by Patrick Appel
Joe Keohane's article on the fact that "facts don’t necessarily have the power to change our minds" is making the rounds:
These findings open a long-running argument about the political ignorance of American citizens to broader questions about the interplay between the nature of human intelligence and our democratic ideals. Most of us like to believe that our opinions have been formed over time by careful, rational consideration of facts and ideas, and that the decisions based on those opinions, therefore, have the ring of soundness and intelligence. In reality, we often base our opinions on our beliefs, which can have an uneasy relationship with facts. And rather than facts driving beliefs, our beliefs can dictate the facts we chose to accept.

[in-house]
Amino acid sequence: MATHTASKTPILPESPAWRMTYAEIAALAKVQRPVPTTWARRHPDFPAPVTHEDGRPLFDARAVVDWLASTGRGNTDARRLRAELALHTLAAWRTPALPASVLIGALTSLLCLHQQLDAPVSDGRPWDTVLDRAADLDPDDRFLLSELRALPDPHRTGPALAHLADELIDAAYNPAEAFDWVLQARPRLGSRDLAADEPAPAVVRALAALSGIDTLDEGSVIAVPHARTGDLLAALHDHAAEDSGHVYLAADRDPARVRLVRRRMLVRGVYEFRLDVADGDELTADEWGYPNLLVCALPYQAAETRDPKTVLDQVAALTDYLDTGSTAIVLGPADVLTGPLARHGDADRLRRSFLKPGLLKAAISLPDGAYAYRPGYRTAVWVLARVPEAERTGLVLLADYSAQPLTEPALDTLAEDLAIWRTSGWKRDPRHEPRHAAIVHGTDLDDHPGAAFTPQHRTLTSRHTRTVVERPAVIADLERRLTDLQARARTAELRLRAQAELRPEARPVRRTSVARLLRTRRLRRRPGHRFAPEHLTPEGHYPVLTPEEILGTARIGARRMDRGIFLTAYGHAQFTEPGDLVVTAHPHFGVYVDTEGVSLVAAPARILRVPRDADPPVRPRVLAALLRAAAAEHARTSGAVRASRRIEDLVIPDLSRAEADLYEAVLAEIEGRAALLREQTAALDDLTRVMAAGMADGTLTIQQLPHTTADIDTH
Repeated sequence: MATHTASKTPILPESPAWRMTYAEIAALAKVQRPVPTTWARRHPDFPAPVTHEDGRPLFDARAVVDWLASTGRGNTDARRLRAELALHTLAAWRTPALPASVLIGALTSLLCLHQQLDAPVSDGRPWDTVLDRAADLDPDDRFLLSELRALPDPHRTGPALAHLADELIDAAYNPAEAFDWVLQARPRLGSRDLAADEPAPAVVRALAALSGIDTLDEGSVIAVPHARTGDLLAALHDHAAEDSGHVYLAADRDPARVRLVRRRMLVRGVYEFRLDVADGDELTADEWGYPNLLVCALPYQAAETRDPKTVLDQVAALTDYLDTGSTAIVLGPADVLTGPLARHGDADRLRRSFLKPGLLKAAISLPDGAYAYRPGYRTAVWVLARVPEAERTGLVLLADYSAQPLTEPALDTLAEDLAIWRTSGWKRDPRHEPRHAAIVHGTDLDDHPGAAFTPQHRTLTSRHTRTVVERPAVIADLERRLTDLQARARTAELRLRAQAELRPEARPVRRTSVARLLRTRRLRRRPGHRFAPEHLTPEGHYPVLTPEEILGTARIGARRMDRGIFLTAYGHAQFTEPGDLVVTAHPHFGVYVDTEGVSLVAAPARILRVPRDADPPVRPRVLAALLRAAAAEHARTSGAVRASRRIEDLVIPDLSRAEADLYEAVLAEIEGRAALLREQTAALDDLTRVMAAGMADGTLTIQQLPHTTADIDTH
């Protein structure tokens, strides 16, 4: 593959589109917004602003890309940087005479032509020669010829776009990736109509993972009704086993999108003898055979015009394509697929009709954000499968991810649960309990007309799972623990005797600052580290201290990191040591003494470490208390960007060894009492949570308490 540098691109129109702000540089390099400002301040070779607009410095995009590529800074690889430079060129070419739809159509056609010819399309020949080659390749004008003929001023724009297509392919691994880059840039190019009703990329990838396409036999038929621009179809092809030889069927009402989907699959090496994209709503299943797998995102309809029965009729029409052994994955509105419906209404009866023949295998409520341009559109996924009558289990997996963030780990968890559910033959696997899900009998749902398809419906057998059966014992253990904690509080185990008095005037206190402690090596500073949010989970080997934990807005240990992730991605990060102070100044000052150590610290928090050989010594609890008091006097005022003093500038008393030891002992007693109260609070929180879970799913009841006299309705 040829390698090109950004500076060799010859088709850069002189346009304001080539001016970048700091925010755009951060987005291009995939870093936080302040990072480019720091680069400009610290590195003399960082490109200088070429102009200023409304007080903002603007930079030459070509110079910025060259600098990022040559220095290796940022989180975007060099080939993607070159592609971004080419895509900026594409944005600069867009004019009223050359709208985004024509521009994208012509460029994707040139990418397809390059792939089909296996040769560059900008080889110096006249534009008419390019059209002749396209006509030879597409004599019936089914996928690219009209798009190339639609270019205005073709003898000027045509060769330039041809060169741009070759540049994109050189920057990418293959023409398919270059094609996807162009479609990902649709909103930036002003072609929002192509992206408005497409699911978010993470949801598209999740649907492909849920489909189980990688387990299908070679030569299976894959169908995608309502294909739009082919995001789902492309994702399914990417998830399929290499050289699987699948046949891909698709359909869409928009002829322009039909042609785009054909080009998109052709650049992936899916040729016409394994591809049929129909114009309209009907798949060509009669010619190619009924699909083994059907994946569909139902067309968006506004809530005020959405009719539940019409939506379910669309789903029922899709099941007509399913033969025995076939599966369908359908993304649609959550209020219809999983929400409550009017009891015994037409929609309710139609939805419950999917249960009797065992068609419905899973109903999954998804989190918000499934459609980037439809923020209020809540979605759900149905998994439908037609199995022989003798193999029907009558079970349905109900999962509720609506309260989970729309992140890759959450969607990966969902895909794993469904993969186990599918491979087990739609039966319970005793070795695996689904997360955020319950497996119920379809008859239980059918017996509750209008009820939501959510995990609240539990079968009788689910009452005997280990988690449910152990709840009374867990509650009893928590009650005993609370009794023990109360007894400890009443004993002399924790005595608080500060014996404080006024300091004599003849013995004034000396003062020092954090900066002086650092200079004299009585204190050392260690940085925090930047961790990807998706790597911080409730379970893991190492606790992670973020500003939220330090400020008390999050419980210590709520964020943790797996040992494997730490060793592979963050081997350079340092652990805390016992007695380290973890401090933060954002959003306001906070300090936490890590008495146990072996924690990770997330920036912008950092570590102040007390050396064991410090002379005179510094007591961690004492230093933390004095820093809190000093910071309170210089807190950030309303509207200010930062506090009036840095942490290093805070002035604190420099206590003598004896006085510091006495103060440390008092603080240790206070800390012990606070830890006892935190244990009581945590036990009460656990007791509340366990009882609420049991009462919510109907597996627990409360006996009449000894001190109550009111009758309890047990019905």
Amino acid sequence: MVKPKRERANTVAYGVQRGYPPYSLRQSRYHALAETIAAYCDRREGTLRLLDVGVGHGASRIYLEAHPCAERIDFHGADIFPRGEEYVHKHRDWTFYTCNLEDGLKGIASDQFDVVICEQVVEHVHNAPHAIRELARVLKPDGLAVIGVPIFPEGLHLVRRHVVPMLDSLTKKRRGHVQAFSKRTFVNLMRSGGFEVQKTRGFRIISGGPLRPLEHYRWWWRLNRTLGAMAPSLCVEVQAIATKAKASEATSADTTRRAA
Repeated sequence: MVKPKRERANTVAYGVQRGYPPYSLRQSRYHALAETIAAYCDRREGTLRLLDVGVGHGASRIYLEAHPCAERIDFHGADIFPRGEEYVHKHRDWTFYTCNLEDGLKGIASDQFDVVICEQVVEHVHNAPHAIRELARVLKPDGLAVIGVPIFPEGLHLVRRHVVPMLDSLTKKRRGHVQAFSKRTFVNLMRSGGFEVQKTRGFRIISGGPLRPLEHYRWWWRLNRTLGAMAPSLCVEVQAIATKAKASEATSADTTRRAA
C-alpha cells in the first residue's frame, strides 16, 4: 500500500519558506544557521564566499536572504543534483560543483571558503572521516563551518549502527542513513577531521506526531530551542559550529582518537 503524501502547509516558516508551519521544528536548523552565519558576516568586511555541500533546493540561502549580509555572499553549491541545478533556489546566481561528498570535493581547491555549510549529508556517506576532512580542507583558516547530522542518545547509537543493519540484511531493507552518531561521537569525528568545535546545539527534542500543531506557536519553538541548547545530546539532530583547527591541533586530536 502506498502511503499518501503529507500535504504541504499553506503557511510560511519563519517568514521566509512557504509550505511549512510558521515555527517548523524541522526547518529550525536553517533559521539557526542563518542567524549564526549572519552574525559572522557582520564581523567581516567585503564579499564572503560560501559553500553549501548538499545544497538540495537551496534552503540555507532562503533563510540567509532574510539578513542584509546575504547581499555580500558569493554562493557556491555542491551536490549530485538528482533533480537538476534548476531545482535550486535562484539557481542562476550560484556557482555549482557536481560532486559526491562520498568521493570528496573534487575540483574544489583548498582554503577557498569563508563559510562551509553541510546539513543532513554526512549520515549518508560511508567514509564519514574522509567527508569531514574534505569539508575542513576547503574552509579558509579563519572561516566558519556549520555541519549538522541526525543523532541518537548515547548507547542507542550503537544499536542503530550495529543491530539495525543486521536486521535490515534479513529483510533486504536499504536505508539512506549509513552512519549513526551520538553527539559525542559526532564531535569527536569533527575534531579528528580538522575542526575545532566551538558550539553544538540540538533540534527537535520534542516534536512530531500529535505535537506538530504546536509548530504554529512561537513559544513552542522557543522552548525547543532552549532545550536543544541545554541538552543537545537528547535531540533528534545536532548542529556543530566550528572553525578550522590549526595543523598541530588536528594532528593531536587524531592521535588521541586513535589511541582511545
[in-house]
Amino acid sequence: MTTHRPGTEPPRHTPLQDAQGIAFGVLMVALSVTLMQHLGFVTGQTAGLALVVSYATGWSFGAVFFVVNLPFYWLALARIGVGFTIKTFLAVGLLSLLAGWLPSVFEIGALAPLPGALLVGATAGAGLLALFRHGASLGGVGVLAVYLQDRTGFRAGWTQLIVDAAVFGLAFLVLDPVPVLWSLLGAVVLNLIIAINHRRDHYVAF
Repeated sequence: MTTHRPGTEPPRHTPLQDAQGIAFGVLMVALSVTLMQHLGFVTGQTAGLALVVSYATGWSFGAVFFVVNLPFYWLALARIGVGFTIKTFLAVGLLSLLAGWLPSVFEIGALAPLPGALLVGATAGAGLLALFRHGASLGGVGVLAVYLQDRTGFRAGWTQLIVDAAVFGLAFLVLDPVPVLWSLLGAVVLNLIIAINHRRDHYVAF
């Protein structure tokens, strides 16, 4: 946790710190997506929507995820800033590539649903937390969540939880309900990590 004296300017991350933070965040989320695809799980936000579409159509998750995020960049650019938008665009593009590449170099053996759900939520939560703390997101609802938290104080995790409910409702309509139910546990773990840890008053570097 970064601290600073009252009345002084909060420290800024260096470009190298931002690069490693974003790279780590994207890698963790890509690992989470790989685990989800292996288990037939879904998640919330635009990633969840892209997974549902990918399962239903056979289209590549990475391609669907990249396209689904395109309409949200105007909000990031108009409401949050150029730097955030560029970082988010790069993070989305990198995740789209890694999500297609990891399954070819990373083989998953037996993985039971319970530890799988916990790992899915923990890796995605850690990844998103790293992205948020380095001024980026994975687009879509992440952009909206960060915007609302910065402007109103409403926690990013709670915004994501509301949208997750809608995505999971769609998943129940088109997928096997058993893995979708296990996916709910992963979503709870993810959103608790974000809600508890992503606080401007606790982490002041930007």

This is one reason why we post so much material on neurology, cognitive biases, and psychology. And it is why Andrew post opinions 180 degrees from his own. Good blogging requires reading pundits you hate. Systems, such as markets or the scientific method, are generally more reliable than individuals. In keeping with that, the Dish attempts to be more a system through which information is processed rather than a final product.
We want to hear what you think about this article. Submit a letter to the editor or write to firstname.lastname@example.org.